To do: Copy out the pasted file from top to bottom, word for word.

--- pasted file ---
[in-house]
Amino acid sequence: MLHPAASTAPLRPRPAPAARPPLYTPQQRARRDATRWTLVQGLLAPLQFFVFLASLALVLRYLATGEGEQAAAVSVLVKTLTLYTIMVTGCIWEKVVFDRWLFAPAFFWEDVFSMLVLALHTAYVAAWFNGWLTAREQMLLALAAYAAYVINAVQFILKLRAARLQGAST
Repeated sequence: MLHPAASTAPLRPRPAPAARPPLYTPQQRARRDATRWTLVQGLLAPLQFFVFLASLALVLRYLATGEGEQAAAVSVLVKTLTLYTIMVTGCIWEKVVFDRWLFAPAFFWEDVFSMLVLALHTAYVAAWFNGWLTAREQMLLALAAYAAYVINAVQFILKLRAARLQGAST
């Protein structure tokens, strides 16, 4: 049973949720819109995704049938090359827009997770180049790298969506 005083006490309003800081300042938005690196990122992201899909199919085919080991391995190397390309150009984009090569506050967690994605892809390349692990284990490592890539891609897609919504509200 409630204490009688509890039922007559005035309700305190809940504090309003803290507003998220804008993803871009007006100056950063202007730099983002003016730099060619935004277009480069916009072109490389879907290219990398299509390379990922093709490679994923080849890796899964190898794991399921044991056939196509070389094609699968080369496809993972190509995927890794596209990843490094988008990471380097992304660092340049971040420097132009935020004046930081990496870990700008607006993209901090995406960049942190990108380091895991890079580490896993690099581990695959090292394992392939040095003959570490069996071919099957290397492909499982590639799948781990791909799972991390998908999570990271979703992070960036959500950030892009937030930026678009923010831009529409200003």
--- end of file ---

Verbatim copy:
[in-house]
Amino acid sequence: MLHPAASTAPLRPRPAPAARPPLYTPQQRARRDATRWTLVQGLLAPLQFFVFLASLALVLRYLATGEGEQAAAVSVLVKTLTLYTIMVTGCIWEKVVFDRWLFAPAFFWEDVFSMLVLALHTAYVAAWFNGWLTAREQMLLALAAYAAYVINAVQFILKLRAARLQGAST
Repeated sequence: MLHPAASTAPLRPRPAPAARPPLYTPQQRARRDATRWTLVQGLLAPLQFFVFLASLALVLRYLATGEGEQAAAVSVLVKTLTLYTIMVTGCIWEKVVFDRWLFAPAFFWEDVFSMLVLALHTAYVAAWFNGWLTAREQMLLALAAYAAYVINAVQFILKLRAARLQGAST
């Protein structure tokens, strides 16, 4: 049973949720819109995704049938090359827009997770180049790298969506 005083006490309003800081300042938005690196990122992201899909199919085919080991391995190397390309150009984009090569506050967690994605892809390349692990284990490592890539891609897609919504509200 409630204490009688509890039922007559005035309700305190809940504090309003803290507003998220804008993803871009007006100056950063202007730099983002003016730099060619935004277009480069916009072109490389879907290219990398299509390379990922093709490679994923080849890796899964190898794991399921044991056939196509070389094609699968080369496809993972190509995927890794596209990843490094988008990471380097992304660092340049971040420097132009935020004046930081990496870990700008607006993209901090995406960049942190990108380091895991890079580490896993690099581990695959090292394992392939040095003959570490069996071919099957290397492909499982590639799948781990791909799972991390998908999570990271979703992070960036959500950030892009937030930026678009923010831009529409200003």